Federally Endangered Plant Makes A Comeback At Valley Water Mill Park
An endangered plant at Valley Water Mill Park has returned after not being seen for a few years.
But it took hard work for the endangered Missouri bladderpod to come back, and it was because the Watershed Center of the Ozarks, which calls the park home, applied for and was granted Community Conservation Grant or CCG funds from the Missouri Department of Conservation.
CCG money is given to municipalities, school districts, park boards or any nonprofit that wants to promote or restore wildlife habitat in an urban area, according to Ashley Schnake, urban wildlife biologist with MDC. The money is meant to be used to purchase things like seeds or plants, but it can also be used to pay for labor for planting and for management afterwards.
So far, the Watershed Committee of the Ozarks has received about $20,000 in grant money.
"We have used that at the Watershed Center to improve our native Missouri habitat for watershed health and ecosystem health but also for education, said Mike Kromrey, executive director of WCO.
Valley Water Mill Park is the perfect location to use grant money, according to Kromrey. Visitors can interact with native Missouri ecosystems there and learn how to protect them since education is a key mission of the Watershed Committee.
And the nonprofit brings in college students each summer to work as part of the Watershed Conservation Corps. They’ve removed invasive species in areas of the park, including cutting down eastern red cedar on the glade and burning the brush piles.
And in 2017, the Missouri bladderpod, a winter annual which is federally endangered and a species of concern in Missouri, came up on the park’s glade. It hadn’t been seen there in several years. Schnake believes it came back because the brush piles were burned.
"Even the smoke can stimulate bladderpod, so even just burning of the brush piles stimulated the bladderpod growth, Schnake said.
Mike Kromrey remembers when they first spotted the plants blooming on the glade.
"After we had done the restoration work in the glade, that following spring we were greeted by this blanket of beautiful little yellow flowers, the Missouri bladderpod." said Kromrey. "And that is one of the most powerful experiences I've had in my career. It was really like getting a high five from Mother Nature. You know, we did all this work, and it was really hard, but we got this signal that restoration is happening, and the bladderpod is back."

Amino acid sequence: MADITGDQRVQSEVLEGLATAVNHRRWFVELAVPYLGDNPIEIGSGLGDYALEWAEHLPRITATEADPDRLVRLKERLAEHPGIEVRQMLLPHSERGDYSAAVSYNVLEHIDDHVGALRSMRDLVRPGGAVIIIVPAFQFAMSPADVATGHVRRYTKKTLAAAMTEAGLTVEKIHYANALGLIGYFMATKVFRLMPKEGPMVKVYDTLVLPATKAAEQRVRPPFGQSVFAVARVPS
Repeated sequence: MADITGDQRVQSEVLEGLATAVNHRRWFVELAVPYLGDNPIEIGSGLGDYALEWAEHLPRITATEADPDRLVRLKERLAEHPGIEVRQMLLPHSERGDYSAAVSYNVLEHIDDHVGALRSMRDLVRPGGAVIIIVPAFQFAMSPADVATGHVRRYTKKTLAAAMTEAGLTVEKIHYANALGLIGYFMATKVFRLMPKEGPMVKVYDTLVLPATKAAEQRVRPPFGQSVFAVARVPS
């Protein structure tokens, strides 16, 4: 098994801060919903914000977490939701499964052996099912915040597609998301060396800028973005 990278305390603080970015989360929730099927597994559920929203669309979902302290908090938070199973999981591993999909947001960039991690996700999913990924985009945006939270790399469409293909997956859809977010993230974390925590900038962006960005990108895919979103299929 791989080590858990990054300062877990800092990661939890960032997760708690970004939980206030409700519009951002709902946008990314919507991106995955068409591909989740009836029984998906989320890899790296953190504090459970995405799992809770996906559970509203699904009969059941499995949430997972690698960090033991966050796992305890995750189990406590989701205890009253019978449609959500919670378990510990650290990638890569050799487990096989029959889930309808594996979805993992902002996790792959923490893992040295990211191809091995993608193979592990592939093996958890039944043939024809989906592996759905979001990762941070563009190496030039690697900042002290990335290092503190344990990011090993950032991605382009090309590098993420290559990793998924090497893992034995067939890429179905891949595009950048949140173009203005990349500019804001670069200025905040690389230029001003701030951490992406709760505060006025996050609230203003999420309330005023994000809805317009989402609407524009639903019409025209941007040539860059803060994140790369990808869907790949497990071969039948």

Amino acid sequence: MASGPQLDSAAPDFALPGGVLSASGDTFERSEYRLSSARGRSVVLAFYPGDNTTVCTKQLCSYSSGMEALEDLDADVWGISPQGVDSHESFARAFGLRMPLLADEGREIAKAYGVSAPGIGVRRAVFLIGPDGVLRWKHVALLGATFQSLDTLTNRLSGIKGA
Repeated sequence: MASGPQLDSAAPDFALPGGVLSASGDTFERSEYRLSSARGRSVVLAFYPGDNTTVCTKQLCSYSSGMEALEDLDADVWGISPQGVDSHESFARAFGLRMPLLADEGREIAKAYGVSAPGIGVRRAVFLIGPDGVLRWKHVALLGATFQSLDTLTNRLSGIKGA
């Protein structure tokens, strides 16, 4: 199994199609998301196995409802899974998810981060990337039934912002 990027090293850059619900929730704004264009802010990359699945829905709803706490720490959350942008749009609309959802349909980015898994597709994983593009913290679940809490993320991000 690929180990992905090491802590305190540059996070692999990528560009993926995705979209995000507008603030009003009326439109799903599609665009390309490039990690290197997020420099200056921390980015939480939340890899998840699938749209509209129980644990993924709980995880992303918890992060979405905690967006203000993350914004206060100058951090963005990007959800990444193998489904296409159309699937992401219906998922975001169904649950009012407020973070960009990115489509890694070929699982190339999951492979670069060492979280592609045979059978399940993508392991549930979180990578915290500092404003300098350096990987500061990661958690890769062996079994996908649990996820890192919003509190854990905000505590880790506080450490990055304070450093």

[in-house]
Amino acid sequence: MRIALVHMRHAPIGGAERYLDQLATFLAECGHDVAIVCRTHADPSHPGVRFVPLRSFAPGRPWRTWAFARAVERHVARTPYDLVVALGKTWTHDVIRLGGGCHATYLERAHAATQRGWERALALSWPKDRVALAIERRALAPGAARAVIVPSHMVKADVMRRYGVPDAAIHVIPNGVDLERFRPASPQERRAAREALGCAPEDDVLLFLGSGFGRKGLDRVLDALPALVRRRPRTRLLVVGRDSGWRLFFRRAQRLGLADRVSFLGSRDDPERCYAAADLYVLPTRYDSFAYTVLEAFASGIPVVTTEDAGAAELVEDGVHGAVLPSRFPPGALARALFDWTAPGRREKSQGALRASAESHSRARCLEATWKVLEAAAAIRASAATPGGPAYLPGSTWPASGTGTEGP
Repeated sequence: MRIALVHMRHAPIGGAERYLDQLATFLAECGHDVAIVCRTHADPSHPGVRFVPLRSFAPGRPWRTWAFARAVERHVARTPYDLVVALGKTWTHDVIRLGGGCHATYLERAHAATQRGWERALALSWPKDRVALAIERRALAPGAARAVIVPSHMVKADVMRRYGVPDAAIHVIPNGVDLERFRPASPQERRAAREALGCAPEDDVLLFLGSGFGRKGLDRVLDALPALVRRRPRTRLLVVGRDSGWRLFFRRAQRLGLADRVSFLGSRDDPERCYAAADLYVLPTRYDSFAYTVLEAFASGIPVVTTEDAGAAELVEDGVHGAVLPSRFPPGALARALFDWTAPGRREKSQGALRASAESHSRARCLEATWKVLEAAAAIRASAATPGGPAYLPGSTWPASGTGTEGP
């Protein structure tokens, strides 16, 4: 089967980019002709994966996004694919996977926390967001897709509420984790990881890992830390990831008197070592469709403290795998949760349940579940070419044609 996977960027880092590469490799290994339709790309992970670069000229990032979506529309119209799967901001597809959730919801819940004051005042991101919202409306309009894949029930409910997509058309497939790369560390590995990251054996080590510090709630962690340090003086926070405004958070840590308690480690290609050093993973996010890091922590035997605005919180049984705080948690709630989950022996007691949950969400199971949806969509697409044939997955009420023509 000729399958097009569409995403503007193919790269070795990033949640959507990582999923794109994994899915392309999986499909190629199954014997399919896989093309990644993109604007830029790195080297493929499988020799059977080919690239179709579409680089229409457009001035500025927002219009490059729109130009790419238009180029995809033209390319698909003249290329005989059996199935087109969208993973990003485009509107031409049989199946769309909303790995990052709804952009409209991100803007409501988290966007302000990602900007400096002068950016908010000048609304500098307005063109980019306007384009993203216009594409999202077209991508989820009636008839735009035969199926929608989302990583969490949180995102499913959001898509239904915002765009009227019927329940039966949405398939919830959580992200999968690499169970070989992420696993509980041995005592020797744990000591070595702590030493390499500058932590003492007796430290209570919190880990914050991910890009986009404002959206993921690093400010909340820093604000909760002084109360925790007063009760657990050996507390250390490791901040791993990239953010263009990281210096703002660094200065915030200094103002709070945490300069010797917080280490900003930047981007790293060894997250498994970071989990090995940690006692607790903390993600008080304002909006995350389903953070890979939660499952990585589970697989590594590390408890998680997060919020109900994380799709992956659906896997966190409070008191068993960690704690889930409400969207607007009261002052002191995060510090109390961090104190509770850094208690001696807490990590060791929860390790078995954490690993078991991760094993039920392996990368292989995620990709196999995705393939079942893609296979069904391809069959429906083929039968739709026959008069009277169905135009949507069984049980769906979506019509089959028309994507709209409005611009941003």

Bladderpod shows its flowers in April, and it’s not up for long.
The spring of 2017 when it came up in large numbers was a moment when Schnake realized their efforts really do make a difference.
"It gives us hope for others species of conservation concern that we can find in urban environments as well," she said. "Other plant species in St. Louis, they have all different types of of bee species that are only being found in the urban environment because they're doing these wildflower plantings and stuff, so it's almost creating little conservation islands."
Schnake said they hope that if they continue working to manage invasive species and integrating fire at Valley Water Mill Park, native plants will take over.
Those who receive Community Conservation Grant money from MDC receive advice along the way, and biologists check in afterwards to see how the projects are doing.
Other projects being done with CCG money in Springfield include work at Lake Springfield Park and in the Southern Hills neighborhood in Springfield. At Lake Springfield, approximately 10 acres of the invasive, bush honeysuckle, and Eastern red cedar have been removed by the Watershed Conservation Corps. In Southern Hills, the WCC grew from seed and planted nearly 800 native species, and it's also providing maintenance. The plantings are aimed at mitigating erosion, improving aesthetic quality and educating homeowners about the value of green infrastructure in urban areas, according to the Watershed Committee of the Ozarks.